Since the previous ECB strategy review in 2003, interdependencies across countries have increased, making economic and financial conditions in the euro area more prone to foreign influence. However, the analyses behind the new ECB’s Strategy Review conclude globalisation does not impede the ECB from achieving price stability but calls for the adaptation of instruments and analytical toolkits.
The ECB Strategy Review, launched in January 2020, was concluded in July 2021 with the announcement of a new monetary policy strategy, and the publication of the detailed analyses behind. The ECB’s previous Strategy Review was in 2003, i.e. before the era of “hyper-globalisation”. Major structural changes in the world trade system included an impressive surge in the weight of emerging economies, in particular China and other Asian countries, and the massive development of global production networks through Global Value Chains (Berthou, Carluccio and Gaulier, 2020). Gross cross-border financial flows increased from 2.5% of world GDP in the early 1990s to around 20% in 2007, with a salient fact being the expansion of global banking (Figure 2, where “other investments” mostly include banking flows which registered a steep growth before 2008, before levelling off).
Overall, in spite of the levelling off that occurred after the Great Financial Crisis and affected the euro area less than the rest of the world, most economies are currently much more integrated than they were in 2003 and the signs of an outright reversal of globalisation are limited. Such changes strongly affected the landscape in which monetary policy operates, as highlighted in a recent report conducted as part of the Monetary Policy Strategy Review of the ECB.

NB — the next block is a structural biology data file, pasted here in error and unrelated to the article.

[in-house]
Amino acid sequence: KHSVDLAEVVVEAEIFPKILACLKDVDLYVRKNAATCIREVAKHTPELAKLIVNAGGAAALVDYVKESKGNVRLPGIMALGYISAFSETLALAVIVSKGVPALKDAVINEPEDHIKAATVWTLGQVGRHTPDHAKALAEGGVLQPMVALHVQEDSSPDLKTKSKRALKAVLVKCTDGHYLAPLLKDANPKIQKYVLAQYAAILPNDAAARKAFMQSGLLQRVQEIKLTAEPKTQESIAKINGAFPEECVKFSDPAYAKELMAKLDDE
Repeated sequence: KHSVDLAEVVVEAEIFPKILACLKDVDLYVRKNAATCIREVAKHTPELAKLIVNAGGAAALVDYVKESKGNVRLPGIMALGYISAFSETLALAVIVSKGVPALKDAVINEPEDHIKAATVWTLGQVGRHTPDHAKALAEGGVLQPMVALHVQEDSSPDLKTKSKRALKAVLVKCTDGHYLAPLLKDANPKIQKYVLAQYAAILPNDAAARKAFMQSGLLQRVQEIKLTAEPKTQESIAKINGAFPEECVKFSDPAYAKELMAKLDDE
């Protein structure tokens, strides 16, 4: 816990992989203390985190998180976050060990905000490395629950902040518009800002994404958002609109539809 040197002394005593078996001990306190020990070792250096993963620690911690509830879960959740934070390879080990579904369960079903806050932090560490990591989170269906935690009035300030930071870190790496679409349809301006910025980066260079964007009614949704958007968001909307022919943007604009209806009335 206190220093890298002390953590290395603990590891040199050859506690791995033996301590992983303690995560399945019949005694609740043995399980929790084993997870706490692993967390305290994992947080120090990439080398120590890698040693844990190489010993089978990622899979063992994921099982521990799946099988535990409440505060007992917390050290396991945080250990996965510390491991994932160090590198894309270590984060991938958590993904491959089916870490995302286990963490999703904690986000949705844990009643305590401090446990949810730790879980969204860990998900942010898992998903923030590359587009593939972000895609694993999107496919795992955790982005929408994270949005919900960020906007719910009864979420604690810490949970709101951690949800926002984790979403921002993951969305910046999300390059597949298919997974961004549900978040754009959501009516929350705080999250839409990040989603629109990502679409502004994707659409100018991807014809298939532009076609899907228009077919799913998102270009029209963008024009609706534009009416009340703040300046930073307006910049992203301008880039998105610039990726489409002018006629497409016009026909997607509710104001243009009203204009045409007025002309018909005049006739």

Economic and financial variables across countries co-move more tightly in a world characterised by stronger trade and financial linkages. Such synchronisation is noticeable for real variables such as business cycles and for financial variables. Fluctuations in capital flows and the prices of risky assets respond to global factors which are common across countries. Importantly, inflation in the euro area became increasingly synchronised with that of other advanced economies, especially due to the co-movement of the most volatile portions of the CPI. Moreover, although globalisation has affected price and wage-setting, the analysis concluded it has had a second-order effect on trend inflation and on the flattening of the Phillips curve, when compared with factors such as de-anchoring of inflation expectations. One reason behind such - perhaps counterintuitive - result lies in that, whereas trade openness can intensify competition and thus exert downward pressure on inflation, it has also been associated to the emergence of superstar firms operating in oligopolistic contexts that tend to absorb cost fluctuations in their margins. Furthermore, although the share of goods originating from low-wage countries in euro area consumer expenditures doubled since the beginning of the 2000s, the overall contribution to consumer price index (CPI) inflation was rather modest because inflation in those countries increased at a similar pace than that of the euro area (even slightly faster) -see Balatti et al, (2021) for a detailed discussion of the inflation impact of globalisation).